Environment and land, craftsmanship, traditions, food and wine: the Transamerina itinerary is a journey into the heart of southern Umbria, that represents the identity, the history, the society and the culture of this rich and interesting portion of the region. It is a Slow Food Travel-endorsed itinerary that begins in Todi and takes you to Avigliano Umbro, Montecastrilli and Amelia. Approximately 100 kilometres on bike or car, stopping for regenerating and pleasant walks in nature, visiting the charming corners of Umbria for a full-immersion into the unique atmosphere of this land.
The Transamerina gets its name from the ancient Via Amerina road which, in the Roman era, connected Rome to some of the villages of the current Umbrian territory. The tour takes you through ancient hamlets and gentle hills, country lanes immersed in the green olive groves and vineyards.
The Transamerina itinerary
You can start from Todi, specifically from the town’s historical centre with the beautiful and famous medieval square and the breath-taking views of the surrounding valley (book your stay in Todi now, or check out our offers) in the direction of Sismano Castle, in the municipality of Avigliano Umbro, then reaching the Fossil Forest of Dunarobba followed by the village of Sant’Eurosia. You then proceed in the direction of Toscolano followed by Santa Restituta where, near the ancient hamlet you can visit the fascinating Grotta Bella cave. Nearing the area of Amelia we first come across the characteristic village of Macchie, which is a small hamlet immersed in the forest. The city of Amelia is certainly worth visiting, with its impressive polygonal walls of the Roman era, its cathedral, the churches of Saint Francis and Saint Agostino, the historical buildings, the archaeology museum that displays, among other works, the great bronze statue of Germanicus, its Roman cisterns and much more.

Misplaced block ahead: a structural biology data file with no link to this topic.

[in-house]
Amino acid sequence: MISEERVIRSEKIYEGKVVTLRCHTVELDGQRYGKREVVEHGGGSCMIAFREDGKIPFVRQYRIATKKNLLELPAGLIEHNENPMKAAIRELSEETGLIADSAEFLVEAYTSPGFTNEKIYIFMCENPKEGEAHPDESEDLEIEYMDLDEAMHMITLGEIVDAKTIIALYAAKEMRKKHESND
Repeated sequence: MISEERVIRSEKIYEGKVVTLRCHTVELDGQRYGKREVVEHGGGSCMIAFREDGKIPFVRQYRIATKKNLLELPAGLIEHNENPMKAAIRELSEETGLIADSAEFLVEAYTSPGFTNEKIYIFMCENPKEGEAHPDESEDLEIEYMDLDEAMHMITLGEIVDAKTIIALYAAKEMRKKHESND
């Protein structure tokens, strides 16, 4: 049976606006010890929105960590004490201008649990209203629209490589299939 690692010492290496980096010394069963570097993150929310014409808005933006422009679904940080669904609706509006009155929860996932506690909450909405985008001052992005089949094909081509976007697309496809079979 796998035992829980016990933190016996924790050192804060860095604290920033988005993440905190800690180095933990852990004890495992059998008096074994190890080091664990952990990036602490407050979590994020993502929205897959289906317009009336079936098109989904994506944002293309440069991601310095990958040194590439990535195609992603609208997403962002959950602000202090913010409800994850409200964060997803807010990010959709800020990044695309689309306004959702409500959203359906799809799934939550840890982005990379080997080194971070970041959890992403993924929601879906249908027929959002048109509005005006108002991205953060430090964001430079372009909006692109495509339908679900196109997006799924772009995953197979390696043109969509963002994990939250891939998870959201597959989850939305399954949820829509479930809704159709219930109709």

Wine and food
The most typical and renowned grape varieties of this area are grechetto and ciliegiolo, that you absolutely must taste. The typical dishes of the area that deserve mention are “striscia con le fave”– traditionally prepared on the day that the pig was slaughtered, with strips of bacon, ribs and other parts, boiled broad beans and fat -, wild pigeon “palomba alla ghiotta” a typical recipe of Todi, “fava cottora” of Amerino and the “cicotto di Grutti”.
Among others, the Transamerina project is supported by the Istituto Agrario Ciuffelli di Todi (The Ciufelli Agronomy High School of Todi), Italy’s oldest agricultural high school which, possibly on the return stretch of the itinerary, could be an interesting site to visit with its cellars, mill, dairy and laboratories.
When you choose this itinerary you may encounter farmers, artisans, restaurant owners involved in the project and thereby discover the area and its authenticity through particularly interesting and fun direct experiences.